Tokyo team adds stability to acoustic tweezer technology

Researchers in Japan have successfully enhanced their ‘acoustic tweezers’ technology to lift small particles using sound waves, an advance that promises contactless control of small objects.

Tokyo Metropolitan University

The ‘acoustic tweezers’ could already lift things from reflective surfaces without physical contact, but stability remained an issue. Now, using an adaptive algorithm to fine-tune how the tweezers are controlled, the team at Tokyo Metropolitan University have considerably improved how stably the particles can be lifted. With further miniaturisation, this technology could be deployed in numerous environments, including space, for contactless, contamination-free manipulation of small objects.

In 2021, Dr Shota Kondo and Associate Professor Kan Okubo from Tokyo Metropolitan University realised contactless lift and movement of millimetre-sized particles using a hemispherical array of ultrasound transducers. The transducers would be driven individually according to a unique algorithm, allowing them to set up fields of sound pressure which lifted and moved objects. Despite this success, the stability of their 'acoustic tweezers' remained problematic.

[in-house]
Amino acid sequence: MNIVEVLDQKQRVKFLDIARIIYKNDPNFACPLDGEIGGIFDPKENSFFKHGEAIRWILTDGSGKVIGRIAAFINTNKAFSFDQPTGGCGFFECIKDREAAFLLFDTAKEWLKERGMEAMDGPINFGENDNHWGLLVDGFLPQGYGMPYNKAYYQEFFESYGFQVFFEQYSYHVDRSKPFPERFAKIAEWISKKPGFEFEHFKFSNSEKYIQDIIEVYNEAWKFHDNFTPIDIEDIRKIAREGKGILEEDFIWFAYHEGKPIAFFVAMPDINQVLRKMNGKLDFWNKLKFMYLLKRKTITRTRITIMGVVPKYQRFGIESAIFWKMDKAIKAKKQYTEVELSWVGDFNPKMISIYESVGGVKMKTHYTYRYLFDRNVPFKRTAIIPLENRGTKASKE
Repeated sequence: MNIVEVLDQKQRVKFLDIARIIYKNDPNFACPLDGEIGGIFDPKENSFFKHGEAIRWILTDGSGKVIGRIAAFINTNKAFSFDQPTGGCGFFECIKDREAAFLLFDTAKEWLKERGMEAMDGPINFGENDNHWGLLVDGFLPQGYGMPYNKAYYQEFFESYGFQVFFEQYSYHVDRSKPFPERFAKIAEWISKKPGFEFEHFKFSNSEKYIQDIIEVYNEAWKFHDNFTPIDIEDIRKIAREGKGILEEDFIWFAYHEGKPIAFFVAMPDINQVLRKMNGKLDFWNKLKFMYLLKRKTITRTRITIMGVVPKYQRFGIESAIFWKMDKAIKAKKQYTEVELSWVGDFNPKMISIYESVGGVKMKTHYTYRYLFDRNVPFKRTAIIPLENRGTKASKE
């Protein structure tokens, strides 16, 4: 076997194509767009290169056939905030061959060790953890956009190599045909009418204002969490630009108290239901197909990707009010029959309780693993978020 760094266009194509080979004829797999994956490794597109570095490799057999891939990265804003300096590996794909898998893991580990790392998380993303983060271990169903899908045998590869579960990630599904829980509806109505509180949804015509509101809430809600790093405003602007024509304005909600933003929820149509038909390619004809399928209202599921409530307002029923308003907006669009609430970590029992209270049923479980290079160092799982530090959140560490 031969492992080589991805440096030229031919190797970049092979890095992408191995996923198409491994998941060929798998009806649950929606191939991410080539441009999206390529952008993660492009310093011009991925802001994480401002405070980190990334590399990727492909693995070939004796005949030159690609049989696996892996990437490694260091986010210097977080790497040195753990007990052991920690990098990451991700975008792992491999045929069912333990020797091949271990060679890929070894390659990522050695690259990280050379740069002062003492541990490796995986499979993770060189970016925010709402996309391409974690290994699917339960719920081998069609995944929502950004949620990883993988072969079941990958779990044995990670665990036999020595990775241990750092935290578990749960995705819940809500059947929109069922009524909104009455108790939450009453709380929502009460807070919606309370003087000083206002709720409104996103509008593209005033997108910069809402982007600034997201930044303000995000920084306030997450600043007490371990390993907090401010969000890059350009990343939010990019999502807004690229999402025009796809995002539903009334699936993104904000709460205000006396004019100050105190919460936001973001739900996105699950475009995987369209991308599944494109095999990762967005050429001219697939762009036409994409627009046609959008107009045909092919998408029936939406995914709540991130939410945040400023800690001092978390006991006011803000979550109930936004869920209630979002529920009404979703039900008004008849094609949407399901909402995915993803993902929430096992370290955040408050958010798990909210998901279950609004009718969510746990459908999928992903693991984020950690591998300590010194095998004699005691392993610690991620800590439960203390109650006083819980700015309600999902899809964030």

Now, the same team have devised a way of using the same setup to achieve significant enhancements in how they can lift particles from rigid surfaces.

There are two ‘modes’ in which the transducers can be driven, where opposing halves of their hemispherical array are driven in and out of phase.

The team’s new insight is that different modes are more suited to doing certain things. Starting with a particle on a surface, an 'in-phase' excitation mode is better at lifting and moving the particle close to the surface, with accurate targeting of individual particles only a centimetre apart. An 'out-of-phase' mode is more suited to bringing the lifted particle into the centre of the array. Using adaptive switching between the modes, they can now leverage the best of both modes and achieve a well-controlled, stable lift, as well as more stability inside the trap once it is lifted.

The technology is described in the Japanese Journal of Applied Physics.